When Kendall Fisher started college, her math skills and no-nonsense approach to life propelled her to major in accounting and finance. She envisioned a life of steady employment and better-than-average pay.
Then, in her first year away from home, one of the Columbus, Ohio, native's undergraduate friends was sexually assaulted. She was outraged at the lack of support systems available to help her friend. So she helped start a campus sexual assault program. Then she trained to be a rape advocate.
At 19, she began financing her education through full-time work at the Butler County battered women's shelter. The determined red-head with a mane of curls and an easy laugh had found her calling. She shifted her major to sociology and women's studies.
"My dad was mortified," Fisher says. "But I'd rather be broke and making a difference." As executive director of Women Helping Women, Fisher, 41, continues the quest she started more than half her lifetime ago: to stand up for the underdog and make sure people are treated fairly.
"We pride ourselves on being there when people need us the most," she says. In her time at Women Helping Women, Fisher has helped raised funds to place one full-time employee in the Personal Crimes Unit, the equivalent of the SVU, of the Cincinnati Police Department; two full-time employees within the Cincinnati Police's Domestic Violence Investigation Unit; and one full-time worker at Legal Aid.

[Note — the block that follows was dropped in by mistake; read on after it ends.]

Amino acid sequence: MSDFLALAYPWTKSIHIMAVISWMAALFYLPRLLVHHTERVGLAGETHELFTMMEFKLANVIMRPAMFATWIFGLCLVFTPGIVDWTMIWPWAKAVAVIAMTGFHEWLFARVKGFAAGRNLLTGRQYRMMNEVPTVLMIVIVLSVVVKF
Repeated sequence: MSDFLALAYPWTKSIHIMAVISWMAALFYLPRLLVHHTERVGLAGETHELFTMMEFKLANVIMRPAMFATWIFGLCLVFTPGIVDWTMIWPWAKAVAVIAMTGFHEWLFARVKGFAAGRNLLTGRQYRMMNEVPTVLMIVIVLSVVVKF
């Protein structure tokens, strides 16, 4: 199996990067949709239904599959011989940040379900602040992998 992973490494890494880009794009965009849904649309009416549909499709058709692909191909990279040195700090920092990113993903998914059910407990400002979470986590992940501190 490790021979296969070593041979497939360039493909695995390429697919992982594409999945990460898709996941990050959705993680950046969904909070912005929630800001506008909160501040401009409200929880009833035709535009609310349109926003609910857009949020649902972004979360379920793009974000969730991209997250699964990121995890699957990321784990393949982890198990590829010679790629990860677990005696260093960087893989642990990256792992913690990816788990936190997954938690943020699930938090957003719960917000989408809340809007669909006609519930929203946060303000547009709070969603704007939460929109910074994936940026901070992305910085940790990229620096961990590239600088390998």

Fresh from a 12-plus hour day on the job, Fisher laments the 42 percent cut of city funding this year and praises the often-overlooked efforts of her staff. Women Helping Women workers are in arraignment court every morning, Monday through Saturday. As the only rape crisis program in Hamilton County, the organization ensures that advocates arrive at hospitals within 20 minutes of a call about a case. More than 60 trained volunteers log 700 hours of service a year, allowing WHW to serve more than 12,000 women each year.
With the skill of an experienced negotiator and the patience to meticulously renovate a historic home in Northside, Fisher saves her biggest praise from the women her agency serves every day. "They are the ones doing the hard emotional work," she says. "They are their own heroes. We are their cheerleaders."
• Raise your cultural IQ. Attend a Sunday Salon, a series of Sunday afternoon gatherings with topics as diverse as FBI tactics and cupcakes.
• Be an advocate. After 40 hours of training, you could be a court, hospital, hotline, education or clerical advocate. Background checks required.
• Take a quiz. Do you know someone in an abusive relationship? Point and click to learn more.
For Good News Editor: Elissa Yancey (Sonnenberg)